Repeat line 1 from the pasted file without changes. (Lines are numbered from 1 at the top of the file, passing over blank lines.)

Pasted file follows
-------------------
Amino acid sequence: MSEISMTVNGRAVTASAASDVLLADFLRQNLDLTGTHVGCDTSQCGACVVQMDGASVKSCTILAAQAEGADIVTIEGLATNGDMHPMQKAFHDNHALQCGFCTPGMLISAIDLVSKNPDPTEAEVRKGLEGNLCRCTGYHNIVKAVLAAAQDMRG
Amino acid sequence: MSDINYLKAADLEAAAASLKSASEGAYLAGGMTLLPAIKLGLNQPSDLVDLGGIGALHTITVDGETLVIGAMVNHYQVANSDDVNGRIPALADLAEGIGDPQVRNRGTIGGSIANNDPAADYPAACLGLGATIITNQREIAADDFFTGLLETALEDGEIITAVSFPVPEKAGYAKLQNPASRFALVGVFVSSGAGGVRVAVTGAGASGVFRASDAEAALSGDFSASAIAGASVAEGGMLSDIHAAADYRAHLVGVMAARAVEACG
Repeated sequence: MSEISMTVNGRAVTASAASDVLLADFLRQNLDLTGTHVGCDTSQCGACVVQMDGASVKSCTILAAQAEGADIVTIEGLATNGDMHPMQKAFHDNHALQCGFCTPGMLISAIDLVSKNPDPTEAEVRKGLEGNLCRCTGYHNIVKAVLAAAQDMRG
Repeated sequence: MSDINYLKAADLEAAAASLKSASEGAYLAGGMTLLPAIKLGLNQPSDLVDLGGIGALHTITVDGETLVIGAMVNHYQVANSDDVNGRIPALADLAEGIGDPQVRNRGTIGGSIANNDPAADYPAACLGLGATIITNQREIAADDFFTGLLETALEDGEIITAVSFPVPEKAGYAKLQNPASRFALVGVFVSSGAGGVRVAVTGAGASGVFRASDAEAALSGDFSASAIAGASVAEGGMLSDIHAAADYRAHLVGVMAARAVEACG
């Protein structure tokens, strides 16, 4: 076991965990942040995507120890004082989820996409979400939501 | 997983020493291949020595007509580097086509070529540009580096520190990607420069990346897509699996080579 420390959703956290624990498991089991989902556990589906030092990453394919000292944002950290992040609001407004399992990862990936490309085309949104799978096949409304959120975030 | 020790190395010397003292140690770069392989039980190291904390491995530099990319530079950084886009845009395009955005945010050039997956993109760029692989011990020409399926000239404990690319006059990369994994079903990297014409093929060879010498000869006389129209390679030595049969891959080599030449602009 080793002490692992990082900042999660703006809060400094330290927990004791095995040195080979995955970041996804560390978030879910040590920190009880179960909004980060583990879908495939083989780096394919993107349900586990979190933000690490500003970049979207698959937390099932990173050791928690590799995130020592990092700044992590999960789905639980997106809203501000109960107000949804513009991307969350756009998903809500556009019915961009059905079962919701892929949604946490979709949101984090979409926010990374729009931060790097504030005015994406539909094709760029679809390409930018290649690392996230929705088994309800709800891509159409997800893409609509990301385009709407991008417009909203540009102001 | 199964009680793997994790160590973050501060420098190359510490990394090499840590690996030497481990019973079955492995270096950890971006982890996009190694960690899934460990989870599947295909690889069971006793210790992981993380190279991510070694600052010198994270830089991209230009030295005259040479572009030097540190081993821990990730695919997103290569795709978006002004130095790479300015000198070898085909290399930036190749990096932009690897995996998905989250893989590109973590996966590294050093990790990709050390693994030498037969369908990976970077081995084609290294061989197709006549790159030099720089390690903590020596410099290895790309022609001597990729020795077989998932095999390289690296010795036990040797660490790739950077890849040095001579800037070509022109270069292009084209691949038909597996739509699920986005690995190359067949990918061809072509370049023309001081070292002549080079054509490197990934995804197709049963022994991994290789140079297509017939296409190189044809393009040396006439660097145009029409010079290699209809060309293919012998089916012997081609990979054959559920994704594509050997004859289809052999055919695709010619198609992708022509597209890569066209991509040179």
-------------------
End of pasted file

Amino acid sequence: MSEISMTVNGRAVTASAASDVLLADFLRQNLDLTGTHVGCDTSQCGACVVQMDGASVKSCTILAAQAEGADIVTIEGLATNGDMHPMQKAFHDNHALQCGFCTPGMLISAIDLVSKNPDPTEAEVRKGLEGNLCRCTGYHNIVKAVLAAAQDMRG